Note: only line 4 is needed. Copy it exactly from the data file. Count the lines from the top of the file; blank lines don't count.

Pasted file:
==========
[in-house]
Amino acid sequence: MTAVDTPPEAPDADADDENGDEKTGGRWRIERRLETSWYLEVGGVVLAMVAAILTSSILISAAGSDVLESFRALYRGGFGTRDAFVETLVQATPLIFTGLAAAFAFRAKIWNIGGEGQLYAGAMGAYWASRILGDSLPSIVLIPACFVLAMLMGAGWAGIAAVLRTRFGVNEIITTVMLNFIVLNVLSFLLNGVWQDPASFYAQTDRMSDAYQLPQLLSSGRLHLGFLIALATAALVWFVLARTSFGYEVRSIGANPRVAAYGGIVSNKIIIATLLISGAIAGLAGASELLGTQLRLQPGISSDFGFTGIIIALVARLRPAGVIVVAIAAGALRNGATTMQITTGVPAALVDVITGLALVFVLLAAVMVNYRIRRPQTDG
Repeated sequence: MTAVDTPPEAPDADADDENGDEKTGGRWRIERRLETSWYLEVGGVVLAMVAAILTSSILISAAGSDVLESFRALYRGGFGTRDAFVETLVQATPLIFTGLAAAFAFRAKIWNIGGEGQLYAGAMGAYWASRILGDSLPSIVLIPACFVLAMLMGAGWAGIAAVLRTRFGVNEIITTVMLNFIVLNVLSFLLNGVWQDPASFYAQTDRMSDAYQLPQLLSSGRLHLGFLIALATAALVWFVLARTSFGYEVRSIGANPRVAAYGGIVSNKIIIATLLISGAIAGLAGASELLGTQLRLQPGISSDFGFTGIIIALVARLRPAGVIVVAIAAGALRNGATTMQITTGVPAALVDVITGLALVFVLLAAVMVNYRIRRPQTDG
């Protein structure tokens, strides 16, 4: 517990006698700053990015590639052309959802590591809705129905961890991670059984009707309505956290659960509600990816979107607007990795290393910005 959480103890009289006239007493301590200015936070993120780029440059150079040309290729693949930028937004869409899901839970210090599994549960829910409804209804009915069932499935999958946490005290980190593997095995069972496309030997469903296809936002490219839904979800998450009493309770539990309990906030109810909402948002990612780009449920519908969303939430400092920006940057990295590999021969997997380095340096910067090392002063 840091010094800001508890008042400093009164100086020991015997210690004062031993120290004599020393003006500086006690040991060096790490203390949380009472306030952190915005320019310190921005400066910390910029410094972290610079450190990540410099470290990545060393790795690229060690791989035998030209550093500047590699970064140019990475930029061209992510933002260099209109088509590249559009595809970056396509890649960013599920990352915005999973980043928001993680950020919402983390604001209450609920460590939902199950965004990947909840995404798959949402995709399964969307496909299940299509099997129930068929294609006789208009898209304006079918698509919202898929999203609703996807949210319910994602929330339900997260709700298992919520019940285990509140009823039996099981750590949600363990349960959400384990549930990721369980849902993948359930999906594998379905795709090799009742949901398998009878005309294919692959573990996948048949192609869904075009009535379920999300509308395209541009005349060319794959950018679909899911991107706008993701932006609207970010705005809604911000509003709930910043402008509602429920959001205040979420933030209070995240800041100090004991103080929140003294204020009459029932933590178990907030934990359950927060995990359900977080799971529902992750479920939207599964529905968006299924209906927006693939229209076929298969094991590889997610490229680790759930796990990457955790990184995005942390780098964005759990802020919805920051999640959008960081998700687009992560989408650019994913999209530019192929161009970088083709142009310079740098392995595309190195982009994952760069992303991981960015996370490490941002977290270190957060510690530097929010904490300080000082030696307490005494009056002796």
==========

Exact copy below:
């Protein structure tokens, strides 16, 4: 517990006698700053990015590639052309959802590591809705129905961890991670059984009707309505956290659960509600990816979107607007990795290393910005 959480103890009289006239007493301590200015936070993120780029440059150079040309290729693949930028937004869409899901839970210090599994549960829910409804209804009915069932499935999958946490005290980190593997095995069972496309030997469903296809936002490219839904979800998450009493309770539990309990906030109810909402948002990612780009449920519908969303939430400092920006940057990295590999021969997997380095340096910067090392002063 840091010094800001508890008042400093009164100086020991015997210690004062031993120290004599020393003006500086006690040991060096790490203390949380009472306030952190915005320019310190921005400066910390910029410094972290610079450190990540410099470290990545060393790795690229060690791989035998030209550093500047590699970064140019990475930029061209992510933002260099209109088509590249559009595809970056396509890649960013599920990352915005999973980043928001993680950020919402983390604001209450609920460590939902199950965004990947909840995404798959949402995709399964969307496909299940299509099997129930068929294609006789208009898209304006079918698509919202898929999203609703996807949210319910994602929330339900997260709700298992919520019940285990509140009823039996099981750590949600363990349960959400384990549930990721369980849902993948359930999906594998379905795709090799009742949901398998009878005309294919692959573990996948048949192609869904075009009535379920999300509308395209541009005349060319794959950018679909899911991107706008993701932006609207970010705005809604911000509003709930910043402008509602429920959001205040979420933030209070995240800041100090004991103080929140003294204020009459029932933590178990907030934990359950927060995990359900977080799971529902992750479920939207599964529905968006299924209906927006693939229209076929298969094991590889997610490229680790759930796990990457955790990184995005942390780098964005759990802020919805920051999640959008960081998700687009992560989408650019994913999209530019192929161009970088083709142009310079740098392995595309190195982009994952760069992303991981960015996370490490941002977290270190957060510690530097929010904490300080000082030696307490005494009056002796």